Posts Tagged ‘10 Biggest Maths Errors in the World’


10 Biggest Mathematical Disasters in the World

October 20, 2009

tulip graph CorrectionThe millennium bug or the Y2K bug was going to cause planes to fall from the sky, bank accounts to be wiped out, electricity grids to cease functioning, trains to crash, cars to collide as stop lights stopped functioning, life support units to malfunction and computers to crash around the globe. For years leading up to midnight on New Years eve 1999 consults were paid extraordinary amounts of money to solve the problem.  When the clock ticked over to 1st Jan 2000 nothing much happened. It was, indeed, a non-event, an error in logic.y2k (Pic from, appropriately, 

y2k2The Maths Error: Guessing the Answer.

Computer programmers represented the year in the date of many programs using two digits but claimed logical errors would arise upon “rollover” from x99 to x00.

While consultants claimed their advice saved the world from catastrophe countries that spent very little on the Y2K bug problem (eg. Italy and South Korea) experienced as few problems as those who had spent a good deal of money on the bug eradication namely USA and UK. The solution: Don’t guess. Test parts of system by plugging in x00.


6 Air Canada Flight 143

October 20, 2009

Boeing767On 23rd July 1983 Air Canada Flight 143, a Boeing 767 ran out of fuel at 41,000 feet (12,000m) altitude, about halfway through its flight from Montreal to Edmonton. The crew managed to glide the aircraft safely to an emergency landing at Gimli Industrial Park Airport, a former airbase at Manitoba. This was some challenge. No fuel means no engines. No engines means no electronics, no steerage, no navigation. An emergency propellor driven dynamo ( similar to that used to produce light on bikes) dropped down on an arm under the plane to produce basic power for steerage. Navigation had to be by sight or calculation of speed etc. That involved some maths, mathspigs. There were no fatalities.

The Maths Error: Oops again! Muddling units of volume!

The first error was that the fuel tank gauge wasn’t working. It was to be replaced in Edmonton. The second error was a maths error. The ground crew filled the tanks according to their records. The fuel requirements were assumed to be in litres but they had been recorded in gallons.quart(Pic Right : Quarter of a Gallon)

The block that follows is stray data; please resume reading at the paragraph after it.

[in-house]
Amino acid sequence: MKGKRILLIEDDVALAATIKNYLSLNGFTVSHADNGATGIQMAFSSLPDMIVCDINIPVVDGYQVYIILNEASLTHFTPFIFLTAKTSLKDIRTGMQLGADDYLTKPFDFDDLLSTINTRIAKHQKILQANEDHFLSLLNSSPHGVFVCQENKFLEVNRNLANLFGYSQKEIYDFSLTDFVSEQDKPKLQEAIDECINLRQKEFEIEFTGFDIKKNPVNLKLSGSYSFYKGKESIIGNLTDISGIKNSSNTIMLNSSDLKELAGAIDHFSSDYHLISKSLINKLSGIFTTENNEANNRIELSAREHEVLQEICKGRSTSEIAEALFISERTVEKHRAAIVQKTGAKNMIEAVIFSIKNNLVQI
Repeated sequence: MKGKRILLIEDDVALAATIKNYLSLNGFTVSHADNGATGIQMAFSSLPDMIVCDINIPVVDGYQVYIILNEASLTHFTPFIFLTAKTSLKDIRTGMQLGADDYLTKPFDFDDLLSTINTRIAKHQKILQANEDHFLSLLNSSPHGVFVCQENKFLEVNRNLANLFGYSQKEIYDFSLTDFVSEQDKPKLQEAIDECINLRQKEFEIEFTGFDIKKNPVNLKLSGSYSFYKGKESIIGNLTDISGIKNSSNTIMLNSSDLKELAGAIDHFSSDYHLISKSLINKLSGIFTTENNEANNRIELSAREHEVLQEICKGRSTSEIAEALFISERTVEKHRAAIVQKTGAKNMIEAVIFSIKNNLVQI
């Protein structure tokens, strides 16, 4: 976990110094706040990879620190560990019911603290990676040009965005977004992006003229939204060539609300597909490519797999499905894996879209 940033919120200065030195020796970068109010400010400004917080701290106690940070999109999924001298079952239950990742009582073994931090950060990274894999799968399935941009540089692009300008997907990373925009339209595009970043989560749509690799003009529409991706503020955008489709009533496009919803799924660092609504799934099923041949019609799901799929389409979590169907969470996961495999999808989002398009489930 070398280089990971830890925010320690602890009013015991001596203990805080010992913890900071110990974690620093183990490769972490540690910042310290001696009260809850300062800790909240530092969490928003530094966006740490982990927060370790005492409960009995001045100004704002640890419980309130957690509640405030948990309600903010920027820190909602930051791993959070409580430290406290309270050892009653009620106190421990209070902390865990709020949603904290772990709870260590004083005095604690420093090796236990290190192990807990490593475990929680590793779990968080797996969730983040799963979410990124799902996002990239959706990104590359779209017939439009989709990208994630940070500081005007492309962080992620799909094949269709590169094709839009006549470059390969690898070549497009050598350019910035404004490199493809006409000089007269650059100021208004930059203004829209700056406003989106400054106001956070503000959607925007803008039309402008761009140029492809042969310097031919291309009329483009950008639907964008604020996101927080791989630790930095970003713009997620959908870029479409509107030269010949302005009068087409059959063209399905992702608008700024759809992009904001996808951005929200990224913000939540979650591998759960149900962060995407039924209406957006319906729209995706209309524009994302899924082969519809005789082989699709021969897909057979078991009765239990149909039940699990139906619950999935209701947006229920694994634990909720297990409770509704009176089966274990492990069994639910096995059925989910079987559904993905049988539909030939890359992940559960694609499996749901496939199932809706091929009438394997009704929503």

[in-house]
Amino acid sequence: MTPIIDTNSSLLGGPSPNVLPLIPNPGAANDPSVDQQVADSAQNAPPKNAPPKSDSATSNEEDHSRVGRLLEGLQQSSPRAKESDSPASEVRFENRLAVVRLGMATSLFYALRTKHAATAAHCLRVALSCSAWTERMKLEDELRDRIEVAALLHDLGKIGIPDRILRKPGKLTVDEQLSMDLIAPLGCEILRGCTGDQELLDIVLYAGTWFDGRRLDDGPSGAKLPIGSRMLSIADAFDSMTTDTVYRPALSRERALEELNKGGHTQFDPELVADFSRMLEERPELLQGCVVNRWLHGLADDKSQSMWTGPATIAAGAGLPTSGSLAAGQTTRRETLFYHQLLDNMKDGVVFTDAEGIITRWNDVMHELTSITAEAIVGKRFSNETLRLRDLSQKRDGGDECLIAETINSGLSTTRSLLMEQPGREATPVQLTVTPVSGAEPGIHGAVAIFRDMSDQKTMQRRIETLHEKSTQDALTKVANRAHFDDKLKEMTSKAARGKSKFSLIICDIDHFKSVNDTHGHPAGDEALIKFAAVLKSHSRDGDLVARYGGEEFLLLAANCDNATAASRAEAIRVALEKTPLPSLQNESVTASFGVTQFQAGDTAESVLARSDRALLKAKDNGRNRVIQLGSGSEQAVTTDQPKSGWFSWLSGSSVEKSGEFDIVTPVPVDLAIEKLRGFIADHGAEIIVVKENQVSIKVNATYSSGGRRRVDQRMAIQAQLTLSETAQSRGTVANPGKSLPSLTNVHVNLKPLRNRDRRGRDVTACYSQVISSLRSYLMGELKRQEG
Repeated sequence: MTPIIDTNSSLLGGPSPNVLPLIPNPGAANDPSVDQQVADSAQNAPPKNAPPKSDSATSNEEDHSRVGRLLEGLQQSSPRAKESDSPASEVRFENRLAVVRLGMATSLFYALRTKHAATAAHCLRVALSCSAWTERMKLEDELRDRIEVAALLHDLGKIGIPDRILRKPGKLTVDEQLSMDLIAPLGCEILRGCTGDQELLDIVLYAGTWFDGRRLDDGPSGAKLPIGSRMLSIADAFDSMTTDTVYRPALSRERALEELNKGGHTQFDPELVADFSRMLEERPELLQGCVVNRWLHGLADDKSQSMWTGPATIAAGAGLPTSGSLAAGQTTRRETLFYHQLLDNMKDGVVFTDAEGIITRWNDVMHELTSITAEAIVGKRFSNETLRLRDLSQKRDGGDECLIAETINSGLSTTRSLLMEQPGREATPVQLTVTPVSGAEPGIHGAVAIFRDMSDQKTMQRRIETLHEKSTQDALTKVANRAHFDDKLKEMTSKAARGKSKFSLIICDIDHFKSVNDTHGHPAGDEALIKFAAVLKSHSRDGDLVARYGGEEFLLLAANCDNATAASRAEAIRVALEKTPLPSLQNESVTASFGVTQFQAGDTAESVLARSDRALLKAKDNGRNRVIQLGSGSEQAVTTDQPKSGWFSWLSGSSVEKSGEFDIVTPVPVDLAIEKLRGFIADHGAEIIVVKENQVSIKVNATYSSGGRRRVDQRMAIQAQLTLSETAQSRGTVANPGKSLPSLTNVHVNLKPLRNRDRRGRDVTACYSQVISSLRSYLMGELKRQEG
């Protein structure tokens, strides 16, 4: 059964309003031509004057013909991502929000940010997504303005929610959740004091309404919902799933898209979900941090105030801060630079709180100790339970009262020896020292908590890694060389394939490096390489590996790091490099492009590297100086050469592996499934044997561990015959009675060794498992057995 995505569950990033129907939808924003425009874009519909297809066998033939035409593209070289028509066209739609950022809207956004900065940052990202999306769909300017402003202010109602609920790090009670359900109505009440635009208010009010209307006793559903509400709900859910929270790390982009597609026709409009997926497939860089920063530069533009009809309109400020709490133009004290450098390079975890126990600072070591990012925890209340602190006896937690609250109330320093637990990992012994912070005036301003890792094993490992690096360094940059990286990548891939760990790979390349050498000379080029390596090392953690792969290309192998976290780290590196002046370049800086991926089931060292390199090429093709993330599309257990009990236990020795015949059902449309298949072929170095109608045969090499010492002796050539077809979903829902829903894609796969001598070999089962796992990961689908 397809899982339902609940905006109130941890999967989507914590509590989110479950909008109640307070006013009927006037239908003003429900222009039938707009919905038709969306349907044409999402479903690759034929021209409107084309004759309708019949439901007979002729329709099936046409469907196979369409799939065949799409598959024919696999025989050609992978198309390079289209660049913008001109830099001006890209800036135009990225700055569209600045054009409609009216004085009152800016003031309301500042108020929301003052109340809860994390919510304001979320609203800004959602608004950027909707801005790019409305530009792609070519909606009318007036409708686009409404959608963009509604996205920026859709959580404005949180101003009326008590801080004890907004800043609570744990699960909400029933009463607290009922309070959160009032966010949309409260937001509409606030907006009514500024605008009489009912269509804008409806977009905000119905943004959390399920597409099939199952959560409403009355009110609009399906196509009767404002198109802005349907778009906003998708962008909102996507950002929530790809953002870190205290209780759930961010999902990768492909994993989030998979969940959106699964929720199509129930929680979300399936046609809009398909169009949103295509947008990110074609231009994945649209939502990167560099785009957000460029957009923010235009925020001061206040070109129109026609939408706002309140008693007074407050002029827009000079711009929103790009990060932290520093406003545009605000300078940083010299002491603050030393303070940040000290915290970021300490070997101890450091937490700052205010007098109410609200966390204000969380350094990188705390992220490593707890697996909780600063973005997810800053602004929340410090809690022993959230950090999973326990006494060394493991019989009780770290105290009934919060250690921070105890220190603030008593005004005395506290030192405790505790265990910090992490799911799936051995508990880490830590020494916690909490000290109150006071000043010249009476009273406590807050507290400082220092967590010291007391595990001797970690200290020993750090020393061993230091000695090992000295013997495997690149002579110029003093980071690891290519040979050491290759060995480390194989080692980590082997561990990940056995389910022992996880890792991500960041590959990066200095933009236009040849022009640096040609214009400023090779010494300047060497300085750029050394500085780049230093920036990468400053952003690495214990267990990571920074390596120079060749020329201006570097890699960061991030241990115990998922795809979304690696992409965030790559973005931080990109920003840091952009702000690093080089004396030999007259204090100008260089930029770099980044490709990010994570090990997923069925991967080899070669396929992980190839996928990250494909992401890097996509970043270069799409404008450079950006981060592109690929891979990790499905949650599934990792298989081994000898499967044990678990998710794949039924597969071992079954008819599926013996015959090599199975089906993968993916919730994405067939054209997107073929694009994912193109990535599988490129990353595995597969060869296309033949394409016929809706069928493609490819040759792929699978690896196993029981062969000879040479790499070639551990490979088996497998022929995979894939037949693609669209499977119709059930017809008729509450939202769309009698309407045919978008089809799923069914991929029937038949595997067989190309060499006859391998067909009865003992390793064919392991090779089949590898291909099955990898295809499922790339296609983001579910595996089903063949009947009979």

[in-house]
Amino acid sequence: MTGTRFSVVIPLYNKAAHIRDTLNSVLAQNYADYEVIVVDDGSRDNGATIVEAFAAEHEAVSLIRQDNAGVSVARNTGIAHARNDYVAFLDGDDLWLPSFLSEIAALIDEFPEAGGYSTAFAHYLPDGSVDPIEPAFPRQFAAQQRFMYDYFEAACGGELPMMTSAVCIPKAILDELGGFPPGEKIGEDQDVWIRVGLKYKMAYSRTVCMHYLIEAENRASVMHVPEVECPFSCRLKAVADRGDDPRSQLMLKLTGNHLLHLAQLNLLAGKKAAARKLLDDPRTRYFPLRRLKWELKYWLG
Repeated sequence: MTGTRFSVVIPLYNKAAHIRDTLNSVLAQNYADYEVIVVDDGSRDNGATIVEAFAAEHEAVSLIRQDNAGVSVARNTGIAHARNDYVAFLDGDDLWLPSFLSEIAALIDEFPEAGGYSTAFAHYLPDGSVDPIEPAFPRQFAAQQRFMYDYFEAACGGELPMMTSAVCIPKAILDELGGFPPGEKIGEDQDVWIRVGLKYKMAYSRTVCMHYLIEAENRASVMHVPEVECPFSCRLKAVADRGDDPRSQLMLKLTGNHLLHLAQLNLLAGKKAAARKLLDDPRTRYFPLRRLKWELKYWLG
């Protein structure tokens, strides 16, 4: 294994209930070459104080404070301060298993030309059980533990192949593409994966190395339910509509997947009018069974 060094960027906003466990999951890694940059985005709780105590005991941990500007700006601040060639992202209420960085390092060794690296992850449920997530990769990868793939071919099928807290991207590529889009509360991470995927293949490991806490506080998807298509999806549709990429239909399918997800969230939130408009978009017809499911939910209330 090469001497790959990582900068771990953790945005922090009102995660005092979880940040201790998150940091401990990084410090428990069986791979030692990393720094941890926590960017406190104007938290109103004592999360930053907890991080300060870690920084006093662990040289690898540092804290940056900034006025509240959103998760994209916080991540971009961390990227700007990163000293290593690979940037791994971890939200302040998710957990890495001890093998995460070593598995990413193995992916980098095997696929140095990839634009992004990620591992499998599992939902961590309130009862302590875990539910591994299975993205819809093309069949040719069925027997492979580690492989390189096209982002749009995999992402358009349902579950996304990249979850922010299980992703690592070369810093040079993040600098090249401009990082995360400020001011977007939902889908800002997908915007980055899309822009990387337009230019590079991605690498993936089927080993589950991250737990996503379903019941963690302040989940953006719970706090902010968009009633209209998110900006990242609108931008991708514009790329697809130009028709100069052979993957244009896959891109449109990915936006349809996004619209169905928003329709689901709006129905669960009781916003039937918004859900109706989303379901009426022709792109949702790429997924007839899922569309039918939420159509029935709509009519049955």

Here it is the metric Vs Imperial problem again. This incident was shown on Air Crash Investigation (or Mayday) Season 5, Episode 6.


9 The Quebec Bridge Collapse

October 20, 2009

At five-thirty on the afternoon of August 29, 1907, workers heard a loud retort like a canon shot. Two compression chords in the south anchor arm of the Quebec bridge had failed. The bridge was to have a span of eighteen hundred feet when completed — the longest in the world. It took 15 seconds for the bridge to collapse into the St Lawrence River. 75 workers lost their lives.

The Maths Error: Not Doing the Maths


The span of the bridge was lengthened from sixteen hundred feet to eighteen hundred feet so that bridge pillars could be built for a lower cost closer to the riverbank. In 1903 the Canadian Government provided funding and in the rush to produce drawings so that the steel for the bridge could be fabricated, there was no recomputation of assumed weights for the bridge under the revised specifications. The hierarchy ignored young engineers who expressed concern.

Failure top do the maths also caused the collapse of the West Gate Bridge in Melbourne, Australia, in 1970 killing 35 workers. In trying to connect the main lengthwise splice of the bridge, engineers started removing bolts from the main transverse splice at midspan to correct for misalignment without making appropriate calculations. They removed so many that the bridge suddenly collapsed. To this day travel speeds are controlled on the bridge to reduce the stress load and motorists believe speed limits are for road safety and not because the bridge might collapse!!!!!!!

Footnote: A new design for the Quebec bridge was with a single long cantilever span was produced. It was even heavier than the previous design. On September 11, 1916, when the central span was being raised into position, it fell into the river, killing 13 workers. (Pictured Left.)Westgate bridge

 Westgate Bridge Picture Left:


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